What Causes Pulmonary Fibrosis?
It can be challenging for doctors to figure out what causes PF. Sometimes they are able to identify one or more causes of your disease, which can be found during the diagnostic process. When the cause of the PF is unknown, it is called “idiopathic.” Having a correct diagnosis can be important, because treatment options may vary depending on the type of PF. The Pulmonary Fibrosis Foundation provides details on the latest treatment options and drug development breakthroughs to help improve the quality of life for people living with PF.
Types of Pulmonary Fibrosis
There are five main categories of pulmonary fibrosis that have
identifiable causes. They are: Drug-induced, Radiation-induced,
Environmental, Autoimmune, and Occupational. In the United States,
Environmental and Autoimmune causes seem to be the most common types of
PF of known cause. The table shown here includes some of the clues that
doctors use to identify these known causes of PF. The types of
pulmonary fibrosis that have a known cause are described in the chart.
Medications and Radiation
Some medications can cause PF. Drugs used to treat cancer (chemotherapy), drugs used to treat abnormal heart rhythms (such as amiodarone), drugs used to treat inflammatory conditions (such as methotrexate), and an antibiotic used to treat urinary tract infections (nitrofurantoin) are some of the better known drugs that can cause injury, inflammation, and scarring in the lungs. Numerous other drugs have been implicated as causes of PF in some cases.
Radiation to the chest for lymphoma; Hodgkin’s disease; or breast, lung, and other cancers; can also injure the lung and cause fibrosis.
Environmental and Occupational
Inhaled environmental substances can cause a form of PF called hypersensitivity pneumonitis (HP) or chronic hypersensitivity pneumonitis. HP occurs when the lungs react with inflammation and scarring after breathing in substances such as mold spores, bacteria, animal proteins (especially from indoor or caged birds), or other known triggers. No one is certain why some people are susceptible to developing HP and others are not.
Substances found in occupational settings can cause a form of PF called pneumoconiosis. Exposure to inorganic dusts including asbestos, silica, coal dust, beryllium, and hard metal dusts can cause lung injury when they are inhaled on a regular basis, and for a significant period of time.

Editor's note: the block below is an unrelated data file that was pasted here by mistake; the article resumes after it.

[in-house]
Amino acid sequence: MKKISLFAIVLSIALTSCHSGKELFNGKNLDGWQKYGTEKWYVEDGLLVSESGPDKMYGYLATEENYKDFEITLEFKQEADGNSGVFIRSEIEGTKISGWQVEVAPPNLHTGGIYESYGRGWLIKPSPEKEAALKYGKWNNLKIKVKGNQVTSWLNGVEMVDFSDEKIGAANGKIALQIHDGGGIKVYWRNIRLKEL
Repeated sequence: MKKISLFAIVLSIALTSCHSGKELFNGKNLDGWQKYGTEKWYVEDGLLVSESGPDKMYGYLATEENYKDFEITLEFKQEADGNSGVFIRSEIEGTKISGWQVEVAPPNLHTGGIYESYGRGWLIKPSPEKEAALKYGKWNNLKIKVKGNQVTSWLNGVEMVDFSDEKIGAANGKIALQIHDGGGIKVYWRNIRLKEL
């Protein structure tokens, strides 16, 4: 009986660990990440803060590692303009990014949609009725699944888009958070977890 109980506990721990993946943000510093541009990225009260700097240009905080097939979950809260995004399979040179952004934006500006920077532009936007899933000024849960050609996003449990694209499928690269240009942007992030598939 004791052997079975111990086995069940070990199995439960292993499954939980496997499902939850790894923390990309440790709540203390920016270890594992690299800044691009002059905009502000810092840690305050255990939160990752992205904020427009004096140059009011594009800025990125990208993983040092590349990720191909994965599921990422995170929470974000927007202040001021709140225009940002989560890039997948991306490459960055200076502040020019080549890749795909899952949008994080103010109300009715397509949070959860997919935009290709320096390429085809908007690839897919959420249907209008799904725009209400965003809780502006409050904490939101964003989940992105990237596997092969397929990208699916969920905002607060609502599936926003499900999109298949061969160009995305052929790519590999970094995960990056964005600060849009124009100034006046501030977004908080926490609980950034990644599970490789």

Autoimmune diseases are also called connective tissue diseases, collagen vascular diseases, or rheumatologic diseases. “Auto” means self and “immune” refers to the immune system. If you have an autoimmune disease that affects your lungs, it means that your body’s immune system is attacking your lungs. Examples of autoimmune diseases that can cause PF include:
- Rheumatoid arthritis;
- Scleroderma (also called systemic sclerosis);
- Sjögren’s syndrome; and
- Polymyositis, dermatomyositis, and antisynthetase syndrome.
What is Idiopathic Pulmonary Fibrosis?
Idiopathic pulmonary fibrosis (IPF) is scarring of the lung where the cause is not known. To make a diagnosis, your doctor will take a thorough history to try to identify potential exposures, causes of injury, or other diseases that might have led to scarring of the lung. If a cause is found, then your diagnosis would not be IPF. The doctor will use detailed X-rays called high-resolution computed tomography (HRCT) and sometimes a lung biopsy to look at the scarring. IPF typically has a distinctive scarring pattern called usual interstitial pneumonia (UIP). A diagnosis of IPF requires that a doctor cannot find a cause for your lung scarring, and that the UIP scarring pattern is seen on your HRCT or surgical lung biopsy sample.
Although IPF is considered to be a disease of unknown cause, we do know some factors that increase the risk of getting IPF, including aging (IPF is rare before age 50), cigarette smoking, and having certain genetic predispositions.
What researchers are doing to help
The Pulmonary Fibrosis Foundation is leading the fight by funding promising research and we need your help.
One of our key research programs is the PFF Community Registry. We invite eligible participants to join by completing a series of simple surveys. Your survey responses will be used by researchers to better understand how PF and ILD progress over time, respond to treatments, and how the diseases affect individuals. The more individuals who join and provide responses, the closer we come to a cure.
Eligible participants include:
- Patients living with PF and ILD
- Lung transplant recipients who have had PF or ILD
- Caregivers and biological family members of patients with PF or ILD, including those who have passed away
Enrolling in the PFF Community Registry is entirely online. All you need is internet access. Learn more about this groundbreaking program by visiting the PFF Community Registry homepage.
Pulmonary Fibrosis Quick FactsThis one-page document provides quick facts about pulmonary fibrosis, including symptoms, causes, treatment options, and more.
Pulmonary Fibrosis Information GuideOur comprehensive guide provides reliable information about pulmonary fibrosis, the diagnostic process, treatment options, and more.